Needy Children Will Miss South Hill Santa Stan Sweeting Made At Least 10,000 Toys Before His Death
The South Hill Santa in a plaid work shirt delivered Christmas presents to thousands of needy Inland Northwest kids.
Stan Sweeting, 72, was eulogized this week as a benevolent, talented toy maker who spent his days hand-crafting Christmas presents for kids who couldn’t afford them.
In his south Spokane workshop, the retired construction supervisor worked full time for 13 years crafting at least 10,000 toys.
The toys were distributed by pickup truck to women’s shelters, Head Start programs and Indian reservations. He gave away so many that he was nicknamed the South Hill Santa.
“He had a heart for protecting children and making sure justice was lived out,” said Dave Wall, operations manager of the Union Gospel Mission. “He was making sure the wrongs were righted, and he did it through toys.”
He worked up until his death Monday. As his twice-repaired heart was failing Sunday, Sweeting spent a few hours sanding toys, said Mary Sweeting, his wife of 50 years.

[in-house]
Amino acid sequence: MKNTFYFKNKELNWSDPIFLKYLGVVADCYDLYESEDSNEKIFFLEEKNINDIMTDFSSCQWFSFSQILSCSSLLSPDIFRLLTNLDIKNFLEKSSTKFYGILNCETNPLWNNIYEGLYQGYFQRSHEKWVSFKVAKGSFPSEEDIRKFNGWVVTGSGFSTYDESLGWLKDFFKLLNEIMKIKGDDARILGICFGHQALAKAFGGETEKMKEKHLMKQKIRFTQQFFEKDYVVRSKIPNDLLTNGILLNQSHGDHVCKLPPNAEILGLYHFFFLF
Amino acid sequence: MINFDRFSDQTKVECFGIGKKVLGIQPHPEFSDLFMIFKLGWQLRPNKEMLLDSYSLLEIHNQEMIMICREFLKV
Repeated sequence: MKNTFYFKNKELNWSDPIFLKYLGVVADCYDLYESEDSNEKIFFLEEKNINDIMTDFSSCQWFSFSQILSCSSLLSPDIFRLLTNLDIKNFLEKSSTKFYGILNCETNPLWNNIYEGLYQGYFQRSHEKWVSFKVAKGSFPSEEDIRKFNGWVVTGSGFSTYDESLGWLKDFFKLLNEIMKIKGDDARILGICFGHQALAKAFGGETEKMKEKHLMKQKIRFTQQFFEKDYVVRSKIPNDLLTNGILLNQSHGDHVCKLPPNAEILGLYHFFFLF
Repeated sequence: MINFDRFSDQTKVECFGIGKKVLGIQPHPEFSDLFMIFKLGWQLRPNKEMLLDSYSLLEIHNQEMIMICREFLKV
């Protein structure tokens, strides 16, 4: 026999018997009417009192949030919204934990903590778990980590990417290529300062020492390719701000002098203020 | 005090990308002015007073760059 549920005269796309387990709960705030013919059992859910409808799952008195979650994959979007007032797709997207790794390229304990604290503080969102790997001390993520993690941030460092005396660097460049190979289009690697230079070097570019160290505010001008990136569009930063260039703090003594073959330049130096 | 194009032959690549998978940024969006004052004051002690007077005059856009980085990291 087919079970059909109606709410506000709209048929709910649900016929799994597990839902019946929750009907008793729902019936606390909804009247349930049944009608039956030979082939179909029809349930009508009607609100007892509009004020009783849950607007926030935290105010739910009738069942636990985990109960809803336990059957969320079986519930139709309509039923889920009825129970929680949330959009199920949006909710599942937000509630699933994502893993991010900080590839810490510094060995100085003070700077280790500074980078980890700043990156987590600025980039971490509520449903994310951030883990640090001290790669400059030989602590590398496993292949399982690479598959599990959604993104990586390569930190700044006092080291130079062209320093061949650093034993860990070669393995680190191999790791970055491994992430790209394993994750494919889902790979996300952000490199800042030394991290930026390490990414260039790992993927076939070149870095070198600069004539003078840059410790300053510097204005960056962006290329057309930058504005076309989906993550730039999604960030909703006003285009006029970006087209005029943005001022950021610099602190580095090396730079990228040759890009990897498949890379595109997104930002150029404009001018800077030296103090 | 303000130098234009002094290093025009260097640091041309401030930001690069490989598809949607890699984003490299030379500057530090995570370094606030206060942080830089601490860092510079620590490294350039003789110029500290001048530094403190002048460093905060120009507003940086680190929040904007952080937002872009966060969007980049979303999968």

“He was so worried he wouldn’t have enough for the kids this Christmas,” she said.
Sweeting supervised construction of the Riverfront Park Carrousel and other projects during his 23-year career in Spokane, which ended in 1984 with a heart bypass.
He used his skill in retirement to make wooden rocking horses, ducks and marionettes.
During a 1985 interview Sweeting had with The Spokesman-Review, his hands were covered in bandages from toy making.
“Sometimes I’ll just hear about somebody who needs a little help, you know, and I’ll do what I can,” Sweeting said.
His elves included neighbors as well as friends at a local mill. When Sweeting showed up at the Long Lake mill, top-quality boards mysteriously appeared in the scrap heap, said Gary Fox, a friend for 10 years.
“He was an individual who was full of humor and full of humility,” Fox said.
His unexpected death left a table full of unfinished toys. Sweeting’s daughter, Judy, promises to finish her father’s work for this Christmas.
“He put a smile on a lot of kids faces,” Wall said. “He did it without regard for any recognition.”
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